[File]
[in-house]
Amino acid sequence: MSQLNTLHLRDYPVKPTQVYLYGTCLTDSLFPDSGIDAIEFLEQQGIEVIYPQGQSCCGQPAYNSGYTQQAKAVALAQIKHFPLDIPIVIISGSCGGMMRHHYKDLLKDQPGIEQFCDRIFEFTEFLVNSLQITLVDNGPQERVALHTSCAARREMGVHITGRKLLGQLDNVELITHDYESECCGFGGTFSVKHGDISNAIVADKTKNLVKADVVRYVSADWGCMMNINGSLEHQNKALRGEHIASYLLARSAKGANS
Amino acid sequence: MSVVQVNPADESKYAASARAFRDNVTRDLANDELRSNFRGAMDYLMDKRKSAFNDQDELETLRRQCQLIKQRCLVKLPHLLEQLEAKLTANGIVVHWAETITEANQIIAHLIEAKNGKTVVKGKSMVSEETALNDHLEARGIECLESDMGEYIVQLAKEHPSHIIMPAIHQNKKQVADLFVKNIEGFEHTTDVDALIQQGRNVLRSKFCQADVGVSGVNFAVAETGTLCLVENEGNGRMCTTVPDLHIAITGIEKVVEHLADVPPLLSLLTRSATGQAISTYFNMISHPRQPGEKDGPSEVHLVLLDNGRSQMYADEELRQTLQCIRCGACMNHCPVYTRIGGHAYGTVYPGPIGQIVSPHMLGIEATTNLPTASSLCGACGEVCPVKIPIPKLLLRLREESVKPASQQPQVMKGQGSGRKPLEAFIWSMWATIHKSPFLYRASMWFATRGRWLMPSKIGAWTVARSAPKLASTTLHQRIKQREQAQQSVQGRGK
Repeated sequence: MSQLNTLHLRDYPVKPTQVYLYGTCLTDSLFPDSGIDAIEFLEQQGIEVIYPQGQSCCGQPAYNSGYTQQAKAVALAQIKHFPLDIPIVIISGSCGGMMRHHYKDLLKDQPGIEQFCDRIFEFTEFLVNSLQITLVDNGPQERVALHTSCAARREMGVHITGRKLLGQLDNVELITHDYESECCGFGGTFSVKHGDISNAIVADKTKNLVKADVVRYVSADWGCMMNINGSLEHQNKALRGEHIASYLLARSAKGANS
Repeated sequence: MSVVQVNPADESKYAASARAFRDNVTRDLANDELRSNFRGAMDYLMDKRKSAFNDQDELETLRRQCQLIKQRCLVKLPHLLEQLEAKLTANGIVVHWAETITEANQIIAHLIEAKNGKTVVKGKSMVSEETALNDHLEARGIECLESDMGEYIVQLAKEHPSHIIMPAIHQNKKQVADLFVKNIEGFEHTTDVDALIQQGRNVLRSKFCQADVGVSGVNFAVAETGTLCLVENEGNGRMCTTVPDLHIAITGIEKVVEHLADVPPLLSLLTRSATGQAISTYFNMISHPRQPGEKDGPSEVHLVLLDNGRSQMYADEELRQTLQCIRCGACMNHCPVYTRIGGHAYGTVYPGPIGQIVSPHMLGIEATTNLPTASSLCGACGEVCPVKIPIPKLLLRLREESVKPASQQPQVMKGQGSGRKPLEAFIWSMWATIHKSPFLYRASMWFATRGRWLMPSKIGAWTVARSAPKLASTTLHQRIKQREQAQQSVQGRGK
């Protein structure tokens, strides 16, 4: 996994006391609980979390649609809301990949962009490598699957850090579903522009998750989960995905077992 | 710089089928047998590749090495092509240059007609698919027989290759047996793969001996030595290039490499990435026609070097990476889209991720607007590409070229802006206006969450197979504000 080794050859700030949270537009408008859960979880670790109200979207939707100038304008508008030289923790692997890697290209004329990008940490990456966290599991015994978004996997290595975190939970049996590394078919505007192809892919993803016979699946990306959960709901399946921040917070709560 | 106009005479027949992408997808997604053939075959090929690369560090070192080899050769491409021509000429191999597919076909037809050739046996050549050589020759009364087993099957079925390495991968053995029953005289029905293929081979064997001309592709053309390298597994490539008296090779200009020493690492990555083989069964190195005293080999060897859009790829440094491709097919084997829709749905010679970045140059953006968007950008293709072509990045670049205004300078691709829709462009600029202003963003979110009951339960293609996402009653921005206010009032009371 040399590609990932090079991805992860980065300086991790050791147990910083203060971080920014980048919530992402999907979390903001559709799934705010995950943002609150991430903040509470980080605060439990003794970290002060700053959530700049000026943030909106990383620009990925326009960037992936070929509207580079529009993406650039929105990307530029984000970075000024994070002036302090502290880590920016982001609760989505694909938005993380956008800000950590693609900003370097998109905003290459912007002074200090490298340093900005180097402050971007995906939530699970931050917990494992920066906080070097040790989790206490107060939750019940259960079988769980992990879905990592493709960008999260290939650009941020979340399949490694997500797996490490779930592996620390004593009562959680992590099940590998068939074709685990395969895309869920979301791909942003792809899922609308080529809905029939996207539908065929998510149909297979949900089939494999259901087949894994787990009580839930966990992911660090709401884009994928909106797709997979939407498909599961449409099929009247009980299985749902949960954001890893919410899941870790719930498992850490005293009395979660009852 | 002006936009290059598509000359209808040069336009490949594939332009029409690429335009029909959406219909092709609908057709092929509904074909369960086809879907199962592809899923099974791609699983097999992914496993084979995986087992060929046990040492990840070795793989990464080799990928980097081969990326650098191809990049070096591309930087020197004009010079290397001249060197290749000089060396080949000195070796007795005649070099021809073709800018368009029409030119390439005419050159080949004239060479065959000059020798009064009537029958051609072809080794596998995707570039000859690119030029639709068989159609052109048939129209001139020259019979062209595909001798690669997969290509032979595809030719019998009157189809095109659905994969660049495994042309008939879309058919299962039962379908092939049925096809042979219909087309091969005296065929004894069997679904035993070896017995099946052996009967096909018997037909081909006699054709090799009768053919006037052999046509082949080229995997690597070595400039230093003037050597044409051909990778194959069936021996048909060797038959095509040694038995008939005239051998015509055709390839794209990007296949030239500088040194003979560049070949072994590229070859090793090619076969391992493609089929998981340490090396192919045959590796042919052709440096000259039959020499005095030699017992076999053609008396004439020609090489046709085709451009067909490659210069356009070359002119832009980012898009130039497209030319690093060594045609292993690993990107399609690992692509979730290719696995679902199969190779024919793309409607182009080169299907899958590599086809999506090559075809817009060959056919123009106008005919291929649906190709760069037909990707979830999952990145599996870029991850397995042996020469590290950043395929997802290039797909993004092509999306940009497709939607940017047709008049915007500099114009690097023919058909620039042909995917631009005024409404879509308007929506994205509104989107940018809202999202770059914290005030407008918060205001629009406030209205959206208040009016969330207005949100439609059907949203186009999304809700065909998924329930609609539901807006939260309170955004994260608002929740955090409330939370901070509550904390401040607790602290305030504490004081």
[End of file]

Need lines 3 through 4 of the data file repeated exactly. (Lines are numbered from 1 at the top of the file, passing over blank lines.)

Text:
Amino acid sequence: MSVVQVNPADESKYAASARAFRDNVTRDLANDELRSNFRGAMDYLMDKRKSAFNDQDELETLRRQCQLIKQRCLVKLPHLLEQLEAKLTANGIVVHWAETITEANQIIAHLIEAKNGKTVVKGKSMVSEETALNDHLEARGIECLESDMGEYIVQLAKEHPSHIIMPAIHQNKKQVADLFVKNIEGFEHTTDVDALIQQGRNVLRSKFCQADVGVSGVNFAVAETGTLCLVENEGNGRMCTTVPDLHIAITGIEKVVEHLADVPPLLSLLTRSATGQAISTYFNMISHPRQPGEKDGPSEVHLVLLDNGRSQMYADEELRQTLQCIRCGACMNHCPVYTRIGGHAYGTVYPGPIGQIVSPHMLGIEATTNLPTASSLCGACGEVCPVKIPIPKLLLRLREESVKPASQQPQVMKGQGSGRKPLEAFIWSMWATIHKSPFLYRASMWFATRGRWLMPSKIGAWTVARSAPKLASTTLHQRIKQREQAQQSVQGRGK
Repeated sequence: MSQLNTLHLRDYPVKPTQVYLYGTCLTDSLFPDSGIDAIEFLEQQGIEVIYPQGQSCCGQPAYNSGYTQQAKAVALAQIKHFPLDIPIVIISGSCGGMMRHHYKDLLKDQPGIEQFCDRIFEFTEFLVNSLQITLVDNGPQERVALHTSCAARREMGVHITGRKLLGQLDNVELITHDYESECCGFGGTFSVKHGDISNAIVADKTKNLVKADVVRYVSADWGCMMNINGSLEHQNKALRGEHIASYLLARSAKGANS